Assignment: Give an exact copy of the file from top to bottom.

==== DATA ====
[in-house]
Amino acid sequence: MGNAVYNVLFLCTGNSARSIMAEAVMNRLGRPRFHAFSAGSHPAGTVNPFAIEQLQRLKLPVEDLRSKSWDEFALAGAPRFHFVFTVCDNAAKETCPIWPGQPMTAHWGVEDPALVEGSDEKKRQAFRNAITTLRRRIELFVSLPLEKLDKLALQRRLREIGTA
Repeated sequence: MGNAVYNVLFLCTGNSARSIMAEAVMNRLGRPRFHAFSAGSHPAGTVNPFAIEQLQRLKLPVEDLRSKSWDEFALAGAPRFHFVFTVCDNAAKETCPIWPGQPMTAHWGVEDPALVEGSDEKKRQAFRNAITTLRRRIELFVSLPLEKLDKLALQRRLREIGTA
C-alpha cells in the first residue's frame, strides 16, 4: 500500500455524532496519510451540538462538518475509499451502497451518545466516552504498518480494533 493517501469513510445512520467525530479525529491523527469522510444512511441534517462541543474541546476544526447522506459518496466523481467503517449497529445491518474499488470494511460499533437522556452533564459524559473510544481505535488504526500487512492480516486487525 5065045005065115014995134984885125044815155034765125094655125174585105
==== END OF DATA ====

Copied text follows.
[in-house]
Amino acid sequence: MGNAVYNVLFLCTGNSARSIMAEAVMNRLGRPRFHAFSAGSHPAGTVNPFAIEQLQRLKLPVEDLRSKSWDEFALAGAPRFHFVFTVCDNAAKETCPIWPGQPMTAHWGVEDPALVEGSDEKKRQAFRNAITTLRRRIELFVSLPLEKLDKLALQRRLREIGTA
Repeated sequence: MGNAVYNVLFLCTGNSARSIMAEAVMNRLGRPRFHAFSAGSHPAGTVNPFAIEQLQRLKLPVEDLRSKSWDEFALAGAPRFHFVFTVCDNAAKETCPIWPGQPMTAHWGVEDPALVEGSDEKKRQAFRNAITTLRRRIELFVSLPLEKLDKLALQRRLREIGTA
C-alpha cells in the first residue's frame, strides 16, 4: 500500500455524532496519510451540538462538518475509499451502497451518545466516552504498518480494533 493517501469513510445512520467525530479525529491523527469522510444512511441534517462541543474541546476544526447522506459518496466523481467503517449497529445491518474499488470494511460499533437522556452533564459524559473510544481505535488504526500487512492480516486487525 5065045005065115014995134984885125044815155034765125094655125174585105